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Anyway, it’s an interesting result, all the same. I'm sure the marketers will be thrilled to discover that they could grab another 1.5% if they'd just use the proper type.
But this isn't the hill I want to die on, so I'm done posting on this one.
If you had a graph of phenomenon A and it matched exactly phenomenon B and the sampling was pretty large, you'd at least want to see if there was some causal relationship.
Definitely, you'd want to see -- and that would take more than a graph showing CORRELATION. That's because it's prefectly possible that phenomenon A causes a completely unmeasured phenomenon C, and it is phenomenon C that causes phenomenon B. You don't want to go around waving your correlation and raving about how A causes B, because you look kind of silly when phenomenon D shows up and independently wipes out C. Because then you've still got your A, but B doesn't come to the party, and you get discredited and loose your grant. It's also possible that A & B are results of some other cause C, and when D shows up and crushes A, you look silly again when B is still hanging around. Also, B might be the cause. And, even though these guys happen at the same place and time... they really might have absolutely nothing to do with each other.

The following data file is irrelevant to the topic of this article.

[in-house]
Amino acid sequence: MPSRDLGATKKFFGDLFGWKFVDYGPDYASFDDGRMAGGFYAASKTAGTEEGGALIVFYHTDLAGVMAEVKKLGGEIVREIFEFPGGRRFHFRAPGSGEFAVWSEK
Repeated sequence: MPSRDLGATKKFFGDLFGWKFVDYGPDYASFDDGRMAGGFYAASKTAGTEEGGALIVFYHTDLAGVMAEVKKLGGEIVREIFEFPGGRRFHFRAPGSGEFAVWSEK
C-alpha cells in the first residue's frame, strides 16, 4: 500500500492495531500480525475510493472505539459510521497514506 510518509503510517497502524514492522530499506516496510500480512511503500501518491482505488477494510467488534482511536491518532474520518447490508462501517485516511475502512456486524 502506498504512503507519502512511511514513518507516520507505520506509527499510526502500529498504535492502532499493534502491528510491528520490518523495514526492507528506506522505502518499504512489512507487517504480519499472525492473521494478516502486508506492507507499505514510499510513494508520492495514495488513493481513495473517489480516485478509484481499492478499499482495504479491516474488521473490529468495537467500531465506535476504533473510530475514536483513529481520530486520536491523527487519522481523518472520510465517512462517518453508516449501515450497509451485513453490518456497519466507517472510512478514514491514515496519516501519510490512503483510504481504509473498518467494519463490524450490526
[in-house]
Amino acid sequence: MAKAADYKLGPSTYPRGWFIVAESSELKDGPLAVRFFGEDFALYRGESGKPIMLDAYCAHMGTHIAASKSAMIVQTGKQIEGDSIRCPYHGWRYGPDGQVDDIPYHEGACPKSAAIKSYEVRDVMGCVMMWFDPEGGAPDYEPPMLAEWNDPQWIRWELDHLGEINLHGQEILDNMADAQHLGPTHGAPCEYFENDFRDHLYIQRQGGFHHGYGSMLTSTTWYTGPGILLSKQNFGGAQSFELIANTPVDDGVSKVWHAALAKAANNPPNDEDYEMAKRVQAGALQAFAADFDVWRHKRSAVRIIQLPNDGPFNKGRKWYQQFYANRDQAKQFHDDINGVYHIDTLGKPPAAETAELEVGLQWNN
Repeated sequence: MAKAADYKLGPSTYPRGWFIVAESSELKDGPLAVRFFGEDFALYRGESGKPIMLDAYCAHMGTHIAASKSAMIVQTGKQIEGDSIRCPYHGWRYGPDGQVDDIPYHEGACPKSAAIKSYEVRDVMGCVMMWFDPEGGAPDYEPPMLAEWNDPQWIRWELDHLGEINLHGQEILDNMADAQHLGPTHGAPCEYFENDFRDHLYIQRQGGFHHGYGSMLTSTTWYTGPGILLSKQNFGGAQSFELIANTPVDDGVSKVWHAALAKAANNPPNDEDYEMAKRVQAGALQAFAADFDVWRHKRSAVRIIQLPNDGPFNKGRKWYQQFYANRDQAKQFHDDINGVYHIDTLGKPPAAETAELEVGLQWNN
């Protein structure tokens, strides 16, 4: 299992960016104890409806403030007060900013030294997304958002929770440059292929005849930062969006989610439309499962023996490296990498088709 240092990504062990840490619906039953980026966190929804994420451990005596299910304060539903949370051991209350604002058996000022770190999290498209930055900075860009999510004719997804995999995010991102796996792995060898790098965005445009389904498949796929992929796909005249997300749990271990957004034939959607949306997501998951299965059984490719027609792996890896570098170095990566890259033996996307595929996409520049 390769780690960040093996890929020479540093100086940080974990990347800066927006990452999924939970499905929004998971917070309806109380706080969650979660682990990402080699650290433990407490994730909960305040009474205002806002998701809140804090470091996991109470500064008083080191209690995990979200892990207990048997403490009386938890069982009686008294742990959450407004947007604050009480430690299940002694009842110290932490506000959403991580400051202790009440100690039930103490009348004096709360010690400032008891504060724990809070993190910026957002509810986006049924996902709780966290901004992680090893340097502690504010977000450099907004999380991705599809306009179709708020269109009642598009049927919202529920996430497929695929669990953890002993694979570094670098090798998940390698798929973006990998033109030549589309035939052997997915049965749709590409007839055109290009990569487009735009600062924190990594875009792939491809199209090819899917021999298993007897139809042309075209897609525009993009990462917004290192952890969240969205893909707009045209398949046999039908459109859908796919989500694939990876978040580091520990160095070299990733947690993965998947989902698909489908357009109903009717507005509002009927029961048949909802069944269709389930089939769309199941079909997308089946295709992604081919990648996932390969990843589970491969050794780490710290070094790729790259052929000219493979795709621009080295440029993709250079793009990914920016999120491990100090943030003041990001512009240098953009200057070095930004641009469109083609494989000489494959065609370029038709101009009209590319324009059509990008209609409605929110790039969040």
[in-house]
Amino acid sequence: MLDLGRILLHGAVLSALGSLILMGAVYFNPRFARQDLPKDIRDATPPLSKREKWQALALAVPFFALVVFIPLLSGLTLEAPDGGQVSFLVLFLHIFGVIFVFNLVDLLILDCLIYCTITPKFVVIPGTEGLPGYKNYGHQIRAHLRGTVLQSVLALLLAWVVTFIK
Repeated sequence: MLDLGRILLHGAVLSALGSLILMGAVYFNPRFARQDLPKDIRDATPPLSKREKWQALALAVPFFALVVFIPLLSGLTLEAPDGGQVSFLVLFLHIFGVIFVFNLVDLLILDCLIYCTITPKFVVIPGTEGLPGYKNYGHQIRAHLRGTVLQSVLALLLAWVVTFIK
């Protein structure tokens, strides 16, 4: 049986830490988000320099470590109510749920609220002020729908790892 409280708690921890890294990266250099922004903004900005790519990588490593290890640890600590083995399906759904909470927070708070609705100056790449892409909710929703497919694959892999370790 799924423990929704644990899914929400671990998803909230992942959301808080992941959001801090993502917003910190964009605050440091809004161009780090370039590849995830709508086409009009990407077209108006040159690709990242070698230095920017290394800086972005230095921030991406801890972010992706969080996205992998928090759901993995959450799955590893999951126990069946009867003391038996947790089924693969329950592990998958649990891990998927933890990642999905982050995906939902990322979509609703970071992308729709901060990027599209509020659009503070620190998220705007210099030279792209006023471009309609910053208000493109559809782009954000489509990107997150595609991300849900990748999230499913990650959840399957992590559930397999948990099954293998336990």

So... let's repeat. Correlation does not imply Causality. Good.
The second thing that should be mentioned in conversations about the ‘global economy’ is that we’re all using currencies that are rarely pegged to any concretely traded commodity. Each currency is owned and regulated by a government, and the value of that currency floats on a certain amount of trust – basically the trust that the currency’s future value will continue to be what it basically is worth right now. Governments must, therefore, protect that value. They do it with tariffs, and trade agreements, and interest rates, and adding/removing actual currency, and all kinds of machinations that are dizzying to us, the mere mortals without advanced economics degrees. Allowing citizen’s ‘worth’ to flow without restraint to the best available price worldwide creates a problem because the currency is participating in supply and demand in a larger scope than the regulatory bodies controlling the currency. Let’s look at Greece to have a good example of where this kind of thing can cause problems (NOT saying that this is all bad, just pointing out that it’s not simple).
The Geo-IP blocking is a way to handle serious economic concerns with exposing end consumers to international markets. Basically, it forces the same geographic limitations that were always there. There may be better ways to do it, but just tearing down all the barriers is probably too reckless.